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Student leader passionate about the potential of aquaponics

Lucas Humblet

In June 2015, Lucas Humblet (Oneida) was working in a machine shop recycling pallets when a chop saw accident took the pinkie finger off his left hand. Humblet, who’d been working in the shop for nearly a year since graduating high school the prior summer, decided it was time to reevaluate his career path. After a few months of soul searching and a talk with his sister about possibilities, he enrolled in an agriculture program the following September.

Today, Humblet is an aquaponics coordinator for the Oneida Nation Farm to School Program, studying sustainable food and agriculture systems at Northeast Wisconsin Technical College. Tattooed on the fingers of his left hand, are the symbols  “< = >” symbolizing the idea that “less is more” – a minimalist description that reflects his minimalist lifestyle.

Humblet was also a student leader for this summer’s Native Youth in Food and Agriculture Leadership Summit who became engaged with youth mentoring after his younger brother Nate attended the 2015 Indian Agriculture Youth Alliance at the Intertribal Agriculture Council’s annual meeting in Las Vegas. With a little convincing from Nate, Lucas decided to attend the #nativeyouthsummit in April at the Great Lakes Regional conference.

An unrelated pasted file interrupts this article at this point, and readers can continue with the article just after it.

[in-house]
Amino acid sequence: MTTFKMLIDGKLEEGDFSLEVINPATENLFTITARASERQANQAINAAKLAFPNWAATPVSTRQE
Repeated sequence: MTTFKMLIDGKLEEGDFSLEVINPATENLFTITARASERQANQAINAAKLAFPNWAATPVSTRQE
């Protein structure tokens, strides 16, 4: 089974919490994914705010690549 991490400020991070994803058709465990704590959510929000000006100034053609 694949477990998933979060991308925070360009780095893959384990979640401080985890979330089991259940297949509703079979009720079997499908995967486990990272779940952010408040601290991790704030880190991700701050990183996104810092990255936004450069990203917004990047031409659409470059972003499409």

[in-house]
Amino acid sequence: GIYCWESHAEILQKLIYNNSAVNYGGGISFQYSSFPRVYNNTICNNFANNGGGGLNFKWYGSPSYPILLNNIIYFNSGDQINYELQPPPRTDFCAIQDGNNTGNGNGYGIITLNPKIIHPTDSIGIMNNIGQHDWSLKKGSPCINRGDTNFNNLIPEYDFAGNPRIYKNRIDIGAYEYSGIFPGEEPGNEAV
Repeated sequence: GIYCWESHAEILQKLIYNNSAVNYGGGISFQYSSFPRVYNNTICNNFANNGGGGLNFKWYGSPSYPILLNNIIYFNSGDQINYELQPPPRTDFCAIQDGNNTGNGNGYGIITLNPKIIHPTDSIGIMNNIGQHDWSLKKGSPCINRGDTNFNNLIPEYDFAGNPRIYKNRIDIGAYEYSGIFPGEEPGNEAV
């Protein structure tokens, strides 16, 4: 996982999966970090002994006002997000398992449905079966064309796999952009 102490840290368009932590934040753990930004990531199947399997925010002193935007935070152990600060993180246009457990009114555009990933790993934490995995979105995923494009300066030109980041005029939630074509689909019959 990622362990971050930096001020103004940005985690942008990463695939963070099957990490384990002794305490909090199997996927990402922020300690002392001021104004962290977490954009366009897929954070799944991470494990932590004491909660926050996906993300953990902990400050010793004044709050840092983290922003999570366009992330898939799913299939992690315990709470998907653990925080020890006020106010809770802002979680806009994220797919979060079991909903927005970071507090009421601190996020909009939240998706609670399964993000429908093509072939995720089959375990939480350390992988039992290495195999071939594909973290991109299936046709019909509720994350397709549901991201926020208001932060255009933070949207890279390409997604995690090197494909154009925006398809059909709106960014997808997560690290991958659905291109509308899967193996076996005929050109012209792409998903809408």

Humblet’s left hand

He heard about the summer summit while at the regional conference, and thought it sounded like something he’d be interested in. “So I applied and boom, they called me,” he said.

Humblet said his experience in Arkansas as a student leader was profound. “It was awesome, there was that sense of family there.” And with thoughts of being a teacher, he said the opportunity to have an impact on students only a few years younger than him was particularly meaningful. “Some of the youth, they look up to me, and I love that, I love the feeling, that I’m a part of something greater.”

Humblet is applying his education in sustainability and “less is more” philosophy to his work with the Oneida Nation Farm to School Program. He and his colleague Chris Brodhagen are setting up a greenhouse sized aquaponic operation to provide fresh fish and leafy green vegetables to the students of the Oneida School system.

Jesse Padron, director of food service for the program, said the aquaponic project is part of a larger food initiative by the Oneida Nation to improve the quality of food and nutritional education in the Oneida school district. And according to Padron, it’s working.